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Policy Analysis

PolicyWatch 3165

Militias Are Threatening Public Safety in Iraq

Michael Knights and Alexandre Mello

Also available in العربية

August 14, 2019


Exploding ammo dumps are only one of many problems posed by out-of-control militias, making it more urgent than ever to warehouse heavy weapons, halt mass detentions, and protect Iraqis and Iraq’s investors alike.

On August 12, a large militia ammunition dump caught fire in southern Baghdad, sending rockets careening across the skies over the capital. The incident is one of several major explosions at such facilities around the city in recent years; it also follows other recent hazards directly tied to Iran-backed groups, from militia attacks on Western investors to suspected Israeli strikes against militia bases. With the government thus far proving unable to rein in even the smallest militias, the negative impact of unchecked foreign-backed armed groups is increasingly falling on Iraqi civilians, a consequence that the international community should devote much more attention to when engaging Baghdad.

EXPLOSIONS AT AMMO DUMPS

Perhaps the most pressing public safety issue is the growing pattern of major explosions in densely populated urban areas, caused by militias storing explosives and projectiles in unsafe conditions during periods of high heat.

  • The August 12 explosion occurred at an ammunition storage facility at Camp al-Saqr, killing one civilian and wounding twenty-nine others. Debris rained down as far as three miles away. The base was used by two militias from the Popular Mobilization Forces—Kataib Jund al-Imam (PMF Brigade 6) and Kataib Sayyid al-Shuhada (PMF Brigade 14)—along with various armed groups affiliated with the Iran-allied Badr Organization.
  • On November 3, 2018, a munitions explosion occurred at a base in Tuz Khormatu used by Kataib Hezbollah (PMF Brigades 45, 46, 47), wounding thirty-six civilians.
  • On August 6, 2018, a blast occurred at an ammunition storage warehouse owned by al-Abbas Combat Division (PMF Brigade 26) on the highway between Baghdad and Karbala, killing one and wounding nineteen.
  • On June 6, 2018, an ammunition cache exploded inside a Shia mosque in Baghdad’s Sadr City district, killing eighteen civilians, wounding ninety, and reducing an entire city block to rubble. The cache likely belonged to either Asaib Ahl al-Haq (PMF Brigades 41, 42, 43) or Saraya al-Salam (PMF Brigade 313)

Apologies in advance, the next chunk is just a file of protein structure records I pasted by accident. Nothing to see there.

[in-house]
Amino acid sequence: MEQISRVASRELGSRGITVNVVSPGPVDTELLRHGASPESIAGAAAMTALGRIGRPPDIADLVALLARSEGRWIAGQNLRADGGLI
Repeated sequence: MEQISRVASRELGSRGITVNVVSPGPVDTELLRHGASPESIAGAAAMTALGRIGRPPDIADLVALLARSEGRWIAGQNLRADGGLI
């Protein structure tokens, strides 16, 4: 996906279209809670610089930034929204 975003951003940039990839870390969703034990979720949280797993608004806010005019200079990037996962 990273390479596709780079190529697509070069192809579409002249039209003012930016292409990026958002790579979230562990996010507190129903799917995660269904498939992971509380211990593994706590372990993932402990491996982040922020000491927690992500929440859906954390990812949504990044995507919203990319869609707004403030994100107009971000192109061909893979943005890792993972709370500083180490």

• On September 2, 2016, another arms cache belonging to AAH exploded in the Ubaidi district of east Baghdad, killing fifteen civilians, wounding dozens more, and igniting eight rockets that landed within the city.

EXPLOSIONS AT MISSILE-RELATED SITES

At least two such incidents have occurred at militia bases where Iranian long-range rockets and other explosives are reportedly stored. In at least one case, the evidence points to precision military strikes, perhaps by Israel.

  • On July 19, an explosion rocked a militia base in Amerli operated by Quwat al-Turkmen (PMF Brigade 16) and Fawj Amerli (PMF Brigade 52). One member of Iran’s Islamic Revolutionary Guard Corps (IRGC) was killed, according to related funeral announcements. Numerous indications suggest a very precise military strike against an Iranian-provided missile system, with the intention of minimizing harm to civilians.
  • On July 28, three explosions were reported at Camp Ashraf, the Badr Organization’s main militia facility in Iraq, located northeast of Baghdad. The nature of the incident—simultaneous explosions at three widely separated locations in a 10 kilometer by 10 kilometer camp—rules out accidental causes. Iraqi and U.S. analysts consider it likely that the camp contains Iranian-provided missile systems.

ATTACKS ON CIVIL SOCIETY AND CIVILIANS

Militias associated with Iran have also been credibly accused of violence against civil society groups and individual civilians.

  • Large-scale illegal detention. Amnesty International and Human Rights Watch have issued substantial reports documenting the disappearance of 643 Sunni Muslim males from Fallujah and Saqlawiyah, and further mass disappearances of Sunni males at Razzaza. These were largely attributed to Kataib Hezbollah, which maintains an illegal detention facility with at least 1,700 prisoners in Jurf al-Sakhar just south of Baghdad. The Iraqi government has taken no action to free these detainees or investigate human rights abuses related to their captivity.
  • Suppression of civil society. In Basra, where public discontent has been simmering due to poor services and unemployment, some militias have been allowed to disrupt demonstrations against the government. This tactic—reminiscent of Iran’s use of Ansar-e Hezbollah vigilantes to break up protests in its own cities—has resulted in dozens of assassinations and violent abductions of civil society activists in southern Iraq this summer.